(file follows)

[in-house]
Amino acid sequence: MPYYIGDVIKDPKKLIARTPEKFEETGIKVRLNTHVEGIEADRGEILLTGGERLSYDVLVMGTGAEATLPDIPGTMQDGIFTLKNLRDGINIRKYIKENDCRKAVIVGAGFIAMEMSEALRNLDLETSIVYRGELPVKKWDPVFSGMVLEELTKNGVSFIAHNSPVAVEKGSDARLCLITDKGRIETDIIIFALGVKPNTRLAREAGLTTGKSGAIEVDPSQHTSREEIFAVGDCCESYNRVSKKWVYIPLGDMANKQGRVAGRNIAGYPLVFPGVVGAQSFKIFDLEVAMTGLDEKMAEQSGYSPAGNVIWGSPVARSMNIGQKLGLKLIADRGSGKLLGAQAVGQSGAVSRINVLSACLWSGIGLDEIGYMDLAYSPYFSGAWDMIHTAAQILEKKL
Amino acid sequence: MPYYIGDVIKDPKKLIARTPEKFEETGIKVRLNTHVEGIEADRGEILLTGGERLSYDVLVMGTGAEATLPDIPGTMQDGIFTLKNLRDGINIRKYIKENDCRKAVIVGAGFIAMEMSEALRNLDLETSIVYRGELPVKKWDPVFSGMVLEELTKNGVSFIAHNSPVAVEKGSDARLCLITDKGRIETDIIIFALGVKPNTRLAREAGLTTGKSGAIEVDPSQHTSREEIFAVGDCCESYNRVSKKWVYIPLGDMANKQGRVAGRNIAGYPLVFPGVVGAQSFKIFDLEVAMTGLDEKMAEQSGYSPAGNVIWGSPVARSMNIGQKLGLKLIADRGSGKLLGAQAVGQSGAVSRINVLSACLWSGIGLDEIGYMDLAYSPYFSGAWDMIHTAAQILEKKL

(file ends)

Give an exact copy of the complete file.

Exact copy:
[in-house]
Amino acid sequence: MPYYIGDVIKDPKKLIARTPEKFEETGIKVRLNTHVEGIEADRGEILLTGGERLSYDVLVMGTGAEATLPDIPGTMQDGIFTLKNLRDGINIRKYIKENDCRKAVIVGAGFIAMEMSEALRNLDLETSIVYRGELPVKKWDPVFSGMVLEELTKNGVSFIAHNSPVAVEKGSDARLCLITDKGRIETDIIIFALGVKPNTRLAREAGLTTGKSGAIEVDPSQHTSREEIFAVGDCCESYNRVSKKWVYIPLGDMANKQGRVAGRNIAGYPLVFPGVVGAQSFKIFDLEVAMTGLDEKMAEQSGYSPAGNVIWGSPVARSMNIGQKLGLKLIADRGSGKLLGAQAVGQSGAVSRINVLSACLWSGIGLDEIGYMDLAYSPYFSGAWDMIHTAAQILEKKL
Amino acid sequence: MPYYIGDVIKDPKKLIARTPEKFEETGIKVRLNTHVEGIEADRGEILLTGGERLSYDVLVMGTGAEATLPDIPGTMQDGIFTLKNLRDGINIRKYIKENDCRKAVIVGAGFIAMEMSEALRNLDLETSIVYRGELPVKKWDPVFSGMVLEELTKNGVSFIAHNSPVAVEKGSDARLCLITDKGRIETDIIIFALGVKPNTRLAREAGLTTGKSGAIEVDPSQHTSREEIFAVGDCCESYNRVSKKWVYIPLGDMANKQGRVAGRNIAGYPLVFPGVVGAQSFKIFDLEVAMTGLDEKMAEQSGYSPAGNVIWGSPVARSMNIGQKLGLKLIADRGSGKLLGAQAVGQSGAVSRINVLSACLWSGIGLDEIGYMDLAYSPYFSGAWDMIHTAAQILEKKL